State Representative Tony D’Amelio (R-71) today testified in front of the Labor Committee saying it’s the wrong time to raise the state’s minimum wage and put more mandates on Connecticut’s businesses.
“While I appreciate the intent of this bill I do not believe now is the right time to add even more regulations and mandates on our businesses,” Rep. D’Amelio said. “Connecticut businesses, especially the small businesses who can least afford it, are already struggling to survive and placing one more burden on how they operate will cause them to reduce costs further and that means letting people go.”
According to the Secretary of State’s office, more than 12,000 Connecticut businesses closed their doors in 2011 alone. During testimony Rep. D’Amelio referenced his own restaurant business and said this past year was one of the most difficult he’s experienced in almost thirty years.
“A business owner only has so much revenue coming in and forcing him to spend more on minimum wage means he must cut costs somewhere else,” Rep. D’Amelio said. “Unfortunately, many small businesses will reduce staff in order to survive. Energy and material costs keep going up and business owners can only control the cost of labor.”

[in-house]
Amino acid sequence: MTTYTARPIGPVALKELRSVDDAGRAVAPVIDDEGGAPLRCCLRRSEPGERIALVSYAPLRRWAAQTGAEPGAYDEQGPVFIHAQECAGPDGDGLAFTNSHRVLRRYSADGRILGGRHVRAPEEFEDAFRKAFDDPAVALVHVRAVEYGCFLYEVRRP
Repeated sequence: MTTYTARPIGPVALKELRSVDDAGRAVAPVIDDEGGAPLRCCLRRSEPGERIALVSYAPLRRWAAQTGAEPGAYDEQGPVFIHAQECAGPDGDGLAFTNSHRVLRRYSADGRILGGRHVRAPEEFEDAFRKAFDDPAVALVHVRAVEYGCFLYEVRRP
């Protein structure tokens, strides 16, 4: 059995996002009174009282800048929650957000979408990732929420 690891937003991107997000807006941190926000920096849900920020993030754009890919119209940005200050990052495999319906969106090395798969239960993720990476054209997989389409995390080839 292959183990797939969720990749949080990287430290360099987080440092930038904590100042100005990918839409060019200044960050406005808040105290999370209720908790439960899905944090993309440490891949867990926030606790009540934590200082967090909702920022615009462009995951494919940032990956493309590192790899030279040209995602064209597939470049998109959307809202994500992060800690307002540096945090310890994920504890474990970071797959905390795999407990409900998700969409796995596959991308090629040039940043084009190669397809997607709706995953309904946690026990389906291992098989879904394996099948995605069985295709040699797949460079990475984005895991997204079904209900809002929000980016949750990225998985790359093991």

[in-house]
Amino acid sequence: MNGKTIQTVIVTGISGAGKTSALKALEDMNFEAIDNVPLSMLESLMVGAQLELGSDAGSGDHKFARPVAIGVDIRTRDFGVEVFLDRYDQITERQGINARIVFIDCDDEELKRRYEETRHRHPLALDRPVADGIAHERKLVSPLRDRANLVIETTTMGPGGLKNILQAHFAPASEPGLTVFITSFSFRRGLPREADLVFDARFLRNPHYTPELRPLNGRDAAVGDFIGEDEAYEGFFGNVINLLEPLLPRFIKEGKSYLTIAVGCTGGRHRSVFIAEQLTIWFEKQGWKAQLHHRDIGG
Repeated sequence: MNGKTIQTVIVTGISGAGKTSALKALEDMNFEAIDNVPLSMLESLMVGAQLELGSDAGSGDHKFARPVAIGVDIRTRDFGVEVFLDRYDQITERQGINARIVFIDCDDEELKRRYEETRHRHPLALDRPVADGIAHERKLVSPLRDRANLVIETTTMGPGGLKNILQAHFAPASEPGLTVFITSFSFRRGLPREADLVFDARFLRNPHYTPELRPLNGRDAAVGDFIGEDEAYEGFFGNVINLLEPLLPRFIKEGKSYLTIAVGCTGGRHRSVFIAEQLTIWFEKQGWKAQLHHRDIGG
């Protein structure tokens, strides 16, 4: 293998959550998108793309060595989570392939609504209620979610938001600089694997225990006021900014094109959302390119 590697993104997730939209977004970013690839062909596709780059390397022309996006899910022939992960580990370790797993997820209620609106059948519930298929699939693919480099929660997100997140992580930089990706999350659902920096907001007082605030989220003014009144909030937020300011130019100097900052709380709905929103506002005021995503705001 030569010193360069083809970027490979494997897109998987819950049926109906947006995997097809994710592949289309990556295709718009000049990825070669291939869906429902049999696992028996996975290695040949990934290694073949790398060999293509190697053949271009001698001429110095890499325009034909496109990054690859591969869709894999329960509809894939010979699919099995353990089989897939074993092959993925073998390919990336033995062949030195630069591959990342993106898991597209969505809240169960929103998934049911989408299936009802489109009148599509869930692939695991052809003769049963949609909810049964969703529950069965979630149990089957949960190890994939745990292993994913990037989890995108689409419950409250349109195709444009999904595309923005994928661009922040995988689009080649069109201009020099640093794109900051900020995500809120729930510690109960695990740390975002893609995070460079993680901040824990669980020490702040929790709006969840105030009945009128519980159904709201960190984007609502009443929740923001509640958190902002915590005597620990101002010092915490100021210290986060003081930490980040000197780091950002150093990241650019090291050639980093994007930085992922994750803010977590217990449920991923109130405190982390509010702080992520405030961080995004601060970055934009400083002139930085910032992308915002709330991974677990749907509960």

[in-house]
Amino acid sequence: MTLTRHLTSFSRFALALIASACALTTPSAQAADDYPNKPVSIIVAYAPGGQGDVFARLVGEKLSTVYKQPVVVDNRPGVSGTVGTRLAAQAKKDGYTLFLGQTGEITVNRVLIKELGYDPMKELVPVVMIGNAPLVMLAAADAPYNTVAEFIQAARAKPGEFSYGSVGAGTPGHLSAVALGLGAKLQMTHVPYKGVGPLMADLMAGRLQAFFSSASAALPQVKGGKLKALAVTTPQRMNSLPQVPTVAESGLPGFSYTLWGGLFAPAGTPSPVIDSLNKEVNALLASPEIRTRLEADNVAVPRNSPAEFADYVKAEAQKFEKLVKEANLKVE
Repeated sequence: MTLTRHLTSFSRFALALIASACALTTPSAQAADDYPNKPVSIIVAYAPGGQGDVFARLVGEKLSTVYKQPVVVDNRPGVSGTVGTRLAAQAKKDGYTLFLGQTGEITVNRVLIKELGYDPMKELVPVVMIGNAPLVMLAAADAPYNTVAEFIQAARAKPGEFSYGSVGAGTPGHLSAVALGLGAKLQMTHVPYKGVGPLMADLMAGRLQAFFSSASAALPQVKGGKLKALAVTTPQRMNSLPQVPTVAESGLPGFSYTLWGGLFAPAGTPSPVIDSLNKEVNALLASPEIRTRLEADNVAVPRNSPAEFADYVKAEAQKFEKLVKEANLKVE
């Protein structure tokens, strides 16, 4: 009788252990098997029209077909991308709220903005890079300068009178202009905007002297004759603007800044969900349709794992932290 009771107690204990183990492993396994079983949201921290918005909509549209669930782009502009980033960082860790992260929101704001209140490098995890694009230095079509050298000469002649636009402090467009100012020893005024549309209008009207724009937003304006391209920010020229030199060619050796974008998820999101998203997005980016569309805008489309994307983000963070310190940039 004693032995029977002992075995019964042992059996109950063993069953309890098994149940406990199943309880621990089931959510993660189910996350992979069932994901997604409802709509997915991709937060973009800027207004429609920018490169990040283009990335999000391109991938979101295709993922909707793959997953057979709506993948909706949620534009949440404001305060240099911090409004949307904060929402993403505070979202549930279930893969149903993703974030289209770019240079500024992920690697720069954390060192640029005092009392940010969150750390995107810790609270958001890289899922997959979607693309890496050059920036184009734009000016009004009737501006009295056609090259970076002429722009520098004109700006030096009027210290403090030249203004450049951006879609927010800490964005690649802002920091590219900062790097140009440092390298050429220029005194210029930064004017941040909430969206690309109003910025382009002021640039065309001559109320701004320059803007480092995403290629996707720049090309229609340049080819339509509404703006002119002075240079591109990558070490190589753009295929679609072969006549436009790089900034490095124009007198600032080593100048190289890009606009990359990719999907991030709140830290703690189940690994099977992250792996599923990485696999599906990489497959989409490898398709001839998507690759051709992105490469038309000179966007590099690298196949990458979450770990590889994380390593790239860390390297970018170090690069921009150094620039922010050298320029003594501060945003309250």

Connecticut currently has the fourth highest minimum wage in the country and 65% of businesses in CT say that the cost of doing business is the greatest challenge that they face. Increasing the minimum wage increases the cost of doing business. Raising the minimum wage also reduces the availability of entry-level jobs which provide on-the-job training and experience and higher minimum wages saw off the bottom rung of many workers’ career ladders.